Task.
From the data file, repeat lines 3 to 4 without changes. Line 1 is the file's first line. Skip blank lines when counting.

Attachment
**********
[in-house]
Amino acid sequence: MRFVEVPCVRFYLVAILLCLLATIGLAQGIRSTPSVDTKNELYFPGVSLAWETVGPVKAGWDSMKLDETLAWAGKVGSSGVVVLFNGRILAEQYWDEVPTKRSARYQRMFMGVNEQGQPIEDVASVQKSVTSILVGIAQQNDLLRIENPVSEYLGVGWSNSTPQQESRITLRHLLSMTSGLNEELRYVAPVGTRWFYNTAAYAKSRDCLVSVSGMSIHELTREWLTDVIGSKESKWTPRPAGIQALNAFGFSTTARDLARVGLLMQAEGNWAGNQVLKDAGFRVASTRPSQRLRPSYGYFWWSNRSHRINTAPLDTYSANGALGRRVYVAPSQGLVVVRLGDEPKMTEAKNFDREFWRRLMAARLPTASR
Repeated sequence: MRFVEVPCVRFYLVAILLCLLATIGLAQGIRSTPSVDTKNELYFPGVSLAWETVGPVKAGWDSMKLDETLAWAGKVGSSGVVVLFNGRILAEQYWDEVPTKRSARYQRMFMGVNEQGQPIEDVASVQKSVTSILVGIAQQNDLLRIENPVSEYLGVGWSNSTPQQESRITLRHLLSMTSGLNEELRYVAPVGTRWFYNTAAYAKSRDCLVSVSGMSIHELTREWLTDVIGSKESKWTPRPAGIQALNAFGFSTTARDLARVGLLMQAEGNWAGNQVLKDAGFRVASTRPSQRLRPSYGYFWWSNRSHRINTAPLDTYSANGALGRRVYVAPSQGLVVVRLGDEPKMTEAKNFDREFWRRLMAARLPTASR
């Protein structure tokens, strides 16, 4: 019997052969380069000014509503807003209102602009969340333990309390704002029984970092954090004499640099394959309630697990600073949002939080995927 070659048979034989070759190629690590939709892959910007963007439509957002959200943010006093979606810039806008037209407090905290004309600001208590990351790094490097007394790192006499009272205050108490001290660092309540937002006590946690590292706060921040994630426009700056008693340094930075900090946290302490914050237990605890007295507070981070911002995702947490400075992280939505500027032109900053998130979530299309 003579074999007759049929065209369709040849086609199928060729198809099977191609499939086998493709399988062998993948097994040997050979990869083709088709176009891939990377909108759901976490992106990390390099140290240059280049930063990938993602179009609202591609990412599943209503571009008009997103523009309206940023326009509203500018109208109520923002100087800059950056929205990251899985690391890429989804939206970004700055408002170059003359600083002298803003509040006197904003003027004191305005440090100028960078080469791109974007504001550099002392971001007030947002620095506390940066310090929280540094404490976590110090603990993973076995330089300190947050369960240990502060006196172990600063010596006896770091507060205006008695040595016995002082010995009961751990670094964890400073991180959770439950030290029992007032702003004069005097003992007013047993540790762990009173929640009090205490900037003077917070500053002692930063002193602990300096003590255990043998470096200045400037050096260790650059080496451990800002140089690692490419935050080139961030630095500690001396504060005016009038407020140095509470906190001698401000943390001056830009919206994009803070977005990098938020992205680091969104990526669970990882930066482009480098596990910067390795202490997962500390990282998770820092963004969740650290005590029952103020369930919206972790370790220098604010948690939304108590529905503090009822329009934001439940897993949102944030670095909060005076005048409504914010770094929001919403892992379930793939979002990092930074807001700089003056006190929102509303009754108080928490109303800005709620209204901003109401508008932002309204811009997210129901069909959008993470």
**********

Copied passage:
Repeated sequence: MRFVEVPCVRFYLVAILLCLLATIGLAQGIRSTPSVDTKNELYFPGVSLAWETVGPVKAGWDSMKLDETLAWAGKVGSSGVVVLFNGRILAEQYWDEVPTKRSARYQRMFMGVNEQGQPIEDVASVQKSVTSILVGIAQQNDLLRIENPVSEYLGVGWSNSTPQQESRITLRHLLSMTSGLNEELRYVAPVGTRWFYNTAAYAKSRDCLVSVSGMSIHELTREWLTDVIGSKESKWTPRPAGIQALNAFGFSTTARDLARVGLLMQAEGNWAGNQVLKDAGFRVASTRPSQRLRPSYGYFWWSNRSHRINTAPLDTYSANGALGRRVYVAPSQGLVVVRLGDEPKMTEAKNFDREFWRRLMAARLPTASR
């Protein structure tokens, strides 16, 4: 019997052969380069000014509503807003209102602009969340333990309390704002029984970092954090004499640099394959309630697990600073949002939080995927 070659048979034989070759190629690590939709892959910007963007439509957002959200943010006093979606810039806008037209407090905290004309600001208590990351790094490097007394790192006499009272205050108490001290660092309540937002006590946690590292706060921040994630426009700056008693340094930075900090946290302490914050237990605890007295507070981070911002995702947490400075992280939505500027032109900053998130979530299309 003579074999007759049929065209369709040849086609199928060729198809099977191609499939086998493709399988062998993948097994040997050979990869083709088709176009891939990377909108759901976490992106990390390099140290240059280049930063990938993602179009609202591609990412599943209503571009008009997103523009309206940023326009509203500018109208109520923002100087800059950056929205990251899985690391890429989804939206970004700055408002170059003359600083002298803003509040006197904003003027004191305005440090100028960078080469791109974007504001550099002392971001007030947002620095506390940066310090929280540094404490976590110090603990993973076995330089300190947050369960240990502060006196172990600063010596006896770091507060205006008695040595016995002082010995009961751990670094964890400073991180959770439950030290029992007032702003004069005097003992007013047993540790762990009173929640009090205490900037003077917070500053002692930063002193602990300096003590255990043998470096200045400037050096260790650059080496451990800002140089690692490419935050080139961030630095500690001396504060005016009038407020140095509470906190001698401000943390001056830009919206994009803070977005990098938020992205680091969104990526669970990882930066482009480098596990910067390795202490997962500390990282998770820092963004969740650290005590029952103020369930919206972790370790220098604010948690939304108590529905503090009822329009934001439940897993949102944030670095909060005076005048409504914010770094929001919403892992379930793939979002990092930074807001700089003056006190929102509303009754108080928490109303800005709620209204901003109401508008932002309204811009997210129901069909959008993470």